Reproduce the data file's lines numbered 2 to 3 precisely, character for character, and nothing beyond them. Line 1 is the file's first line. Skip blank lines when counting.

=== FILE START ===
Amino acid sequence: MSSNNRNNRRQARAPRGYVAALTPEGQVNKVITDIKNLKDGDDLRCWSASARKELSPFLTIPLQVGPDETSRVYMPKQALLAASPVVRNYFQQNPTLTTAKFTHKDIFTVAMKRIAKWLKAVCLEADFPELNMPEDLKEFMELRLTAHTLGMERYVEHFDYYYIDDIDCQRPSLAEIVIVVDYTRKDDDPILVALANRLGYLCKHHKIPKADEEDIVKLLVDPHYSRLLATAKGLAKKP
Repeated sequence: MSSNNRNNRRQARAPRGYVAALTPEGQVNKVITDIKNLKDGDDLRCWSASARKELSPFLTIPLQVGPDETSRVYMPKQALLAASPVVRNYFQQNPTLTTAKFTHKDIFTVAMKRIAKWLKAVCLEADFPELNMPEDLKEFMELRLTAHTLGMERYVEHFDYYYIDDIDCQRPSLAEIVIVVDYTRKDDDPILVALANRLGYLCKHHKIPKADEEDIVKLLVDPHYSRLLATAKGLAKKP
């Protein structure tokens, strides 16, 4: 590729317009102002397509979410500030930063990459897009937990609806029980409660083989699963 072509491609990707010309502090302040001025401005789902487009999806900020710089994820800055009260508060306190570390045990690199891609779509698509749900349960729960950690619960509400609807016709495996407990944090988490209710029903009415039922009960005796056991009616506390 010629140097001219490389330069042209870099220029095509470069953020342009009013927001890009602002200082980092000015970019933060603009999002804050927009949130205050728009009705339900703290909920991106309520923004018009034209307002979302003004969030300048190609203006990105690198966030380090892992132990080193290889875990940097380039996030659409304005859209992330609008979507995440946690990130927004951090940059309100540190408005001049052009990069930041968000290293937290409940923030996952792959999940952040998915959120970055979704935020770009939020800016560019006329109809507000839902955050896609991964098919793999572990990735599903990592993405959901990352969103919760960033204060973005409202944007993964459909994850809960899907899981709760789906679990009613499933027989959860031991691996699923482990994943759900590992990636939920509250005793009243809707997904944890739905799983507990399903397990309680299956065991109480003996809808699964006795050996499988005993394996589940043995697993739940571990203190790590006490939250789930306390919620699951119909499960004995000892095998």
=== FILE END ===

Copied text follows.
Repeated sequence: MSSNNRNNRRQARAPRGYVAALTPEGQVNKVITDIKNLKDGDDLRCWSASARKELSPFLTIPLQVGPDETSRVYMPKQALLAASPVVRNYFQQNPTLTTAKFTHKDIFTVAMKRIAKWLKAVCLEADFPELNMPEDLKEFMELRLTAHTLGMERYVEHFDYYYIDDIDCQRPSLAEIVIVVDYTRKDDDPILVALANRLGYLCKHHKIPKADEEDIVKLLVDPHYSRLLATAKGLAKKP
């Protein structure tokens, strides 16, 4: 590729317009102002397509979410500030930063990459897009937990609806029980409660083989699963 072509491609990707010309502090302040001025401005789902487009999806900020710089994820800055009260508060306190570390045990690199891609779509698509749900349960729960950690619960509400609807016709495996407990944090988490209710029903009415039922009960005796056991009616506390 010629140097001219490389330069042209870099220029095509470069953020342009009013927001890009602002200082980092000015970019933060603009999002804050927009949130205050728009009705339900703290909920991106309520923004018009034209307002979302003004969030300048190609203006990105690198966030380090892992132990080193290889875990940097380039996030659409304005859209992330609008979507995440946690990130927004951090940059309100540190408005001049052009990069930041968000290293937290409940923030996952792959999940952040998915959120970055979704935020770009939020800016560019006329109809507000839902955050896609991964098919793999572990990735599903990592993405959901990352969103919760960033204060973005409202944007993964459909994850809960899907899981709760789906679990009613499933027989959860031991691996699923482990994943759900590992990636939920509250005793009243809707997904944890739905799983507990399903397990309680299956065991109480003996809808699964006795050996499988005993394996589940043995697993739940571990203190790590006490939250789930306390919620699951119909499960004995000892095998």